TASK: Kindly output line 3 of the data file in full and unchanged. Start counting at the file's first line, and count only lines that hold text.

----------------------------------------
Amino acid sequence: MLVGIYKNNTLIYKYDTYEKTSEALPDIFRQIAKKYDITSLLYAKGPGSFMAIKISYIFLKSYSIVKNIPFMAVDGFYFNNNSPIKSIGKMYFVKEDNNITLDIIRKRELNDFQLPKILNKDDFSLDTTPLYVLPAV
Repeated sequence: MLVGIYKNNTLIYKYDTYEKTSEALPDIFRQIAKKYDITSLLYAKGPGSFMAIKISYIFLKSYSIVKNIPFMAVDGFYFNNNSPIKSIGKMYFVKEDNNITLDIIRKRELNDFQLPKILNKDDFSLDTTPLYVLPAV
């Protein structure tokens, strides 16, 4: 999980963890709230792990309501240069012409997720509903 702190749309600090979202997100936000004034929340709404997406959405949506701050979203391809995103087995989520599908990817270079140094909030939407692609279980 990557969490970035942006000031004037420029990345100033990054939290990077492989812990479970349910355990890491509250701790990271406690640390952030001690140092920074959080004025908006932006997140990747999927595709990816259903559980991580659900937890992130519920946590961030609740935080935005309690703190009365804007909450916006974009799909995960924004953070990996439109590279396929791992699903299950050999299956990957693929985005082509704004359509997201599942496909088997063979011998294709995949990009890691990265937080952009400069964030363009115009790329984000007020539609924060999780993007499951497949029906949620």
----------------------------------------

């Protein structure tokens, strides 16, 4: 999980963890709230792990309501240069012409997720509903 702190749309600090979202997100936000004034929340709404997406959405949506701050979203391809995103087995989520599908990817270079140094909030939407692609279980 990557969490970035942006000031004037420029990345100033990054939290990077492989812990479970349910355990890491509250701790990271406690640390952030001690140092920074959080004025908006932006997140990747999927595709990816259903559980991580659900937890992130519920946590961030609740935080935005309690703190009365804007909450916006974009799909995960924004953070990996439109590279396929791992699903299950050999299956990957693929985005082509704004359509997201599942496909088997063979011998294709995949990009890691990265937080952009400069964030363009115009790329984000007020539609924060999780993007499951497949029906949620």